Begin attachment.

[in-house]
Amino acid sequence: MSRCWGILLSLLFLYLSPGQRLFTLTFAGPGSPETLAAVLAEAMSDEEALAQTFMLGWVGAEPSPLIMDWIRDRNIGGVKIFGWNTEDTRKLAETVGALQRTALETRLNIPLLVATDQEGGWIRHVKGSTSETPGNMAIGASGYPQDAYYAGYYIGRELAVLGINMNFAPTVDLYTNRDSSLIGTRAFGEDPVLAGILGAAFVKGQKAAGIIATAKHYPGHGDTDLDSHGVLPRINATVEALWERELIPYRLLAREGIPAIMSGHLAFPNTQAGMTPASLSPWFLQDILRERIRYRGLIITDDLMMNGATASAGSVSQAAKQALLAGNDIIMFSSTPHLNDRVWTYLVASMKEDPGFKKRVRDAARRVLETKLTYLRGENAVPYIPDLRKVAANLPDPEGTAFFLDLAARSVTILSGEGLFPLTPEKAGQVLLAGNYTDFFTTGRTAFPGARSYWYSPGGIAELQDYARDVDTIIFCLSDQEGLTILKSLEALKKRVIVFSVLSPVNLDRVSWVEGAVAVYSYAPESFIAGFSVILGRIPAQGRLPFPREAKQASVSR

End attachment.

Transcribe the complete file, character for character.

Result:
[in-house]
Amino acid sequence: MSRCWGILLSLLFLYLSPGQRLFTLTFAGPGSPETLAAVLAEAMSDEEALAQTFMLGWVGAEPSPLIMDWIRDRNIGGVKIFGWNTEDTRKLAETVGALQRTALETRLNIPLLVATDQEGGWIRHVKGSTSETPGNMAIGASGYPQDAYYAGYYIGRELAVLGINMNFAPTVDLYTNRDSSLIGTRAFGEDPVLAGILGAAFVKGQKAAGIIATAKHYPGHGDTDLDSHGVLPRINATVEALWERELIPYRLLAREGIPAIMSGHLAFPNTQAGMTPASLSPWFLQDILRERIRYRGLIITDDLMMNGATASAGSVSQAAKQALLAGNDIIMFSSTPHLNDRVWTYLVASMKEDPGFKKRVRDAARRVLETKLTYLRGENAVPYIPDLRKVAANLPDPEGTAFFLDLAARSVTILSGEGLFPLTPEKAGQVLLAGNYTDFFTTGRTAFPGARSYWYSPGGIAELQDYARDVDTIIFCLSDQEGLTILKSLEALKKRVIVFSVLSPVNLDRVSWVEGAVAVYSYAPESFIAGFSVILGRIPAQGRLPFPREAKQASVSR